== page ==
On the night of April 14, more than 270 predominantly Christian schoolgirls, ages 14-18, were abducted at gunpoint by members of Boko Haram, a radical Islamic insurgency bent on establishing a separate Islamic state to be ruled by Sharia law. Abducted more than 200 days ago, many of those taken from their schooling, friends and loved ones are still being held by their militant captors, in some cases being sold off as child brides into lifetimes of sexual abuse and domestic violence. By the grace of God alone, some were able to escape, and have even made their way to the United States where they are being enrolled in schools and cared for by volunteer host families. Mercy Paul is but one of the lucky few who survived a Boko Haram attack.
11/27/2014 Oregon (NBC) – Warmly welcomed on her first day of school in America, 18-year-old Mercy Paul smiles brightly — showing no sign of her ordeal in northern Nigeria. She’s started a new life at a boarding school in Canyonville, Oregon.
Just seven months ago she was one of the 276 mostly Christian girls kidnapped by Islamist terrorists called Boko Haram.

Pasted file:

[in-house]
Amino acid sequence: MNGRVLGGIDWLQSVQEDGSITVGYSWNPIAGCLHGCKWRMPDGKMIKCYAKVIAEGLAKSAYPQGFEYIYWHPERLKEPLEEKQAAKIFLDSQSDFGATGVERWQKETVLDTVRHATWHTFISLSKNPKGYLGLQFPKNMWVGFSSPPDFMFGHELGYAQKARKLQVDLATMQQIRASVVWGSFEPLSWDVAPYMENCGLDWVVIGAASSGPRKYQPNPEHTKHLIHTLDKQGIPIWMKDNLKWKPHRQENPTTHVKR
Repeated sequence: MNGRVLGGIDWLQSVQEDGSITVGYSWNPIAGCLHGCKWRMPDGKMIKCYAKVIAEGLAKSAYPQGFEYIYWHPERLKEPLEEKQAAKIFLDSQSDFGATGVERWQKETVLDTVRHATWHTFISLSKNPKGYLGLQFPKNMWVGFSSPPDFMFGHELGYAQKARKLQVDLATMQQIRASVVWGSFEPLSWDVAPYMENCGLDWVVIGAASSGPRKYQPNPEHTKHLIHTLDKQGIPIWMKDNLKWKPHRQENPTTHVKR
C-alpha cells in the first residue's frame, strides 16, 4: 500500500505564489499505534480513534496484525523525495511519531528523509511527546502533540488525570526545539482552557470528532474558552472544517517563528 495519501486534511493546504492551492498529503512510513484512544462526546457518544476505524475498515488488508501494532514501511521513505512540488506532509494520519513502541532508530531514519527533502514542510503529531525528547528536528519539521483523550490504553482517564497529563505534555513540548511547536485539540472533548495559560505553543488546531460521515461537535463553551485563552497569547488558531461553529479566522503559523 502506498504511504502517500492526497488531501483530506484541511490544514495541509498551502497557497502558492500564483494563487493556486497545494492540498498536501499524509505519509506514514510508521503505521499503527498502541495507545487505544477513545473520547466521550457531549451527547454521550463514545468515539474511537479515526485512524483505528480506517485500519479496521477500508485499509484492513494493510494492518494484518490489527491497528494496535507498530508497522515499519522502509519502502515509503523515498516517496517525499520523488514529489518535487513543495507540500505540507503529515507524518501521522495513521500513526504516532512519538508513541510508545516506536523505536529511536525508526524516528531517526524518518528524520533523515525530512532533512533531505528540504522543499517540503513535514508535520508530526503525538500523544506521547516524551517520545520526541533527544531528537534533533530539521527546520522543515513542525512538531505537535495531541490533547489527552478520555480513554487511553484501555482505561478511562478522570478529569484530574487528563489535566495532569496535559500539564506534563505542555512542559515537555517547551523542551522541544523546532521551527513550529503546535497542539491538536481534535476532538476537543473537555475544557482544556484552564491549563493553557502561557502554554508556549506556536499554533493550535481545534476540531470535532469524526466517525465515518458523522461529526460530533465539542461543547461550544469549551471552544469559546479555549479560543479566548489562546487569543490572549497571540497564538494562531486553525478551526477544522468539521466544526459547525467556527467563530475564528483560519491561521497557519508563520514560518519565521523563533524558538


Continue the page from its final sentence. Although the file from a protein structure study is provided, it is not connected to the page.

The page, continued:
“There was no way for us to run away,” she says. “They told us they would kill us.”
With a licensed counselor at her side, Mercy tells us how the terrorists set the girls’ school on fire, forced them onto trucks and drove them into the deep forest.
“I jumped,” Mercy says, “not knowing if I would be able to walk or whether I would die.”
Dozens of other girls also escaped, but more than 200 — some seen in this Boko Haram video — did not. The militants’ leader said they had converted to Islam and would be sold “in the market.”
“In the bible God says that he can talk to people, even in their dreams,” she tells us. “I pray that they find that god is forgiving and merciful and that they stop doing what it is that they’re doing.” — Mercy Paul